Nankana Sahib bus rolls amid many 'roadblocks'
The bus service between the two most holy sites of the Sikh religion - this city of the Golden Temple and Nankana Sahib across the border in Pakistan - is unlikely to make the journey easier for common people.
The bus was flagged off by Prime Minister Manmohan Singh on Friday.
However, while the move to start the bus has been widely welcomed in Punjab, the high ticket prices and the fact that people will have to travel to Delhi to get a visa have created apprehensions that the service might be not be viable.
A ticket between Amritsar and Nankana Sahib - birthplace of first Sikh guru - Nanak Dev - is priced at Rs.1,000 ($22.40) for the four-hour journey.
"The fare is too high. Most of the devotees who wanted to visit the shrine would not be in a position to pay this amount," said a Sikh religious teacher (granthi) Sukhjinder Singh.
Nankana Sahib - where thousands of Sikh devotees go annually - is about 70 km from Lahore. The entire journey from here to the shrine in Pakistan would be nearly 150 km.
Moreover, the non-availability of visas here to people wanting to go to Pakistan would pose another problem.
"They (both countries) should have thought of this problem earlier. Starting the bus services from Amritsar would be of little purpose if visas are given only in Delhi. They should immediately do something about it," said Deepak, a bookstall owner.
The government had started the Amritsar-Lahore bus in December last year before the Amritsar-Nankana Sahib service.
The bus services were started from here so that people from Punjab did not have to make a nearly 900-km journey to and back from Delhi to board the Delhi-Lahore bus to go to Pakistan. The Delhi-Lahore bus had no stop anywhere in Punjab.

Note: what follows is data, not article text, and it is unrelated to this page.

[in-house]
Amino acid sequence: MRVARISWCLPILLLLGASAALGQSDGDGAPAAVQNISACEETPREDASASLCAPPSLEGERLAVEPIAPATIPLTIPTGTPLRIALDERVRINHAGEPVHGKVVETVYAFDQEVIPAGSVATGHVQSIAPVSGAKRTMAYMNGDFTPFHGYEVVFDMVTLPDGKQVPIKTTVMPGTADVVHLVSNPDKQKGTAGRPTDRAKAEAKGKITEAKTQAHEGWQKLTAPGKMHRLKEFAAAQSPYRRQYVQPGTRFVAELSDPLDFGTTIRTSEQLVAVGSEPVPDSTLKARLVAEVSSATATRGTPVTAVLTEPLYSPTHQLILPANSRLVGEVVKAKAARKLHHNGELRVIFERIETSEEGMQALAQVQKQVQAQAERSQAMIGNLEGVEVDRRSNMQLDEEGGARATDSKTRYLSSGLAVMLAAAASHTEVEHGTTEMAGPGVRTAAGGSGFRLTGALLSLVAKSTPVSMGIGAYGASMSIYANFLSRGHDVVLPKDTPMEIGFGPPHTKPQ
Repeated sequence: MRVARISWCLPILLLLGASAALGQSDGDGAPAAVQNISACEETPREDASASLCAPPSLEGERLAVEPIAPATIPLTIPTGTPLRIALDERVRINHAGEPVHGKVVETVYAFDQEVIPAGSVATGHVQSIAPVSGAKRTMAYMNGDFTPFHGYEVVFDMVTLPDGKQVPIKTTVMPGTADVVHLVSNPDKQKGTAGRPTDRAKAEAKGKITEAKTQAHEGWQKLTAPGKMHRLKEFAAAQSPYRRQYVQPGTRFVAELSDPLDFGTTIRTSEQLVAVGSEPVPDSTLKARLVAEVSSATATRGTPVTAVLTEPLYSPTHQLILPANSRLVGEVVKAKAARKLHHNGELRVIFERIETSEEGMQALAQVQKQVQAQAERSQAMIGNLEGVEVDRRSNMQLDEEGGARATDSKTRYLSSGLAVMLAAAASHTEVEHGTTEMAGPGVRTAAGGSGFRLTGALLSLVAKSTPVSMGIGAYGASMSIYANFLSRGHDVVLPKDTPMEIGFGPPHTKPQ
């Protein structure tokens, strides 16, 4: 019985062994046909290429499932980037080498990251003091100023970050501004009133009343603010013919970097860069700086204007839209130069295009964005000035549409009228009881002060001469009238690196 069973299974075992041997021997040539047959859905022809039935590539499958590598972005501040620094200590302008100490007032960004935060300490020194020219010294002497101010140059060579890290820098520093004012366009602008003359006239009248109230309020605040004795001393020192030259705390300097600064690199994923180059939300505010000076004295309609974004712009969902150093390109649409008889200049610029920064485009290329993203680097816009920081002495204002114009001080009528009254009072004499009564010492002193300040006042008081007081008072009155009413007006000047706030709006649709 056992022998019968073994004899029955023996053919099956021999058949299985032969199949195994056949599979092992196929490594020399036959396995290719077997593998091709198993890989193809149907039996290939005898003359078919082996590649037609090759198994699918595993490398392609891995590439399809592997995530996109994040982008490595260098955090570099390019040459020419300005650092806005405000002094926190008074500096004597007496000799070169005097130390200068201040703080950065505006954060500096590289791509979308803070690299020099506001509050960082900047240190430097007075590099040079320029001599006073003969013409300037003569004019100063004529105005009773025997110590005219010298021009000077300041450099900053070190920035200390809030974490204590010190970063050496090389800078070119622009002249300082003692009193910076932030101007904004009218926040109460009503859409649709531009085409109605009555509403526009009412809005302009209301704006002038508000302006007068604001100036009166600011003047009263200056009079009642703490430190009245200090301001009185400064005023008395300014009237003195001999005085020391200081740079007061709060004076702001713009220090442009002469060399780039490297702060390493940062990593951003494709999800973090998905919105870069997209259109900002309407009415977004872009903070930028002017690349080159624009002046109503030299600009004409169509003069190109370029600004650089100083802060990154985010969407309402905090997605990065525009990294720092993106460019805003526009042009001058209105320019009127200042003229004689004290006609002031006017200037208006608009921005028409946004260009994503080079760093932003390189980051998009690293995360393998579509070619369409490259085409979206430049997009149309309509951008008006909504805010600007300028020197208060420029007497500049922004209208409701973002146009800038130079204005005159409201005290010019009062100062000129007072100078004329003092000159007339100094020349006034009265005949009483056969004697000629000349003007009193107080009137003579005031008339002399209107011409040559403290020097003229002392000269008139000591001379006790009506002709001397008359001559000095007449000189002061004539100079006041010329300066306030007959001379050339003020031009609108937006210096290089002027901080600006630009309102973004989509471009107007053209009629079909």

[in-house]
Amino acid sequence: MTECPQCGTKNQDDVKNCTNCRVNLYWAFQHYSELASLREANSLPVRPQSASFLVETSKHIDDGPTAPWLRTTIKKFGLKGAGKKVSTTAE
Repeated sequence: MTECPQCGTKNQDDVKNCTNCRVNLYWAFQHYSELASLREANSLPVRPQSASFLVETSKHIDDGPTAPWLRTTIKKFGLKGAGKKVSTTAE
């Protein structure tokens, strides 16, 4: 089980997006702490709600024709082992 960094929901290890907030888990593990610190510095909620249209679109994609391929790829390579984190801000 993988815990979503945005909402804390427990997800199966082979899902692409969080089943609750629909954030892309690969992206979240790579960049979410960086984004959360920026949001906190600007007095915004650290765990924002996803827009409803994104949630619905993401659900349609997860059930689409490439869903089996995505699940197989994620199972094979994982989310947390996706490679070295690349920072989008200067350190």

The Amritsar-Lahore bus too is not plying to capacity due to the high fare, Rs 800, for the 60 km journey and the visa facility not being available from here.
Officials at the international bus terminus at the youth hostel complex here said that on many days, only 10-12 passengers boarded the Amritsar-Lahore bus. They attributed it to the high fare and no visa facility in Amritsar.
Amritsar MP Navjot Singh Sidhu had earlier said the bus fares were impractical and "unpayable" for common people.
For the first journey of the Nankana Sahib bus - a 45-seater Volvo luxury coach - over 30 passengers were ministers, officials and their family members while about 10 were other passengers.
"The bookings for the first bus were mostly for officials. Other passengers numbered just about 8-10," reservation officer Jaswant Singh said.
The Shiromani Gurudwara Parbandhak Committee (SGPC) - the mini-parliament of Sikh religion that manages Sikh shrines - was upset that the management of the bus service was not entrusted to it.
"We were the right agency to run the bus and send devotees to Nankana Sahib," said SGPC president Avtar Singh Makkar.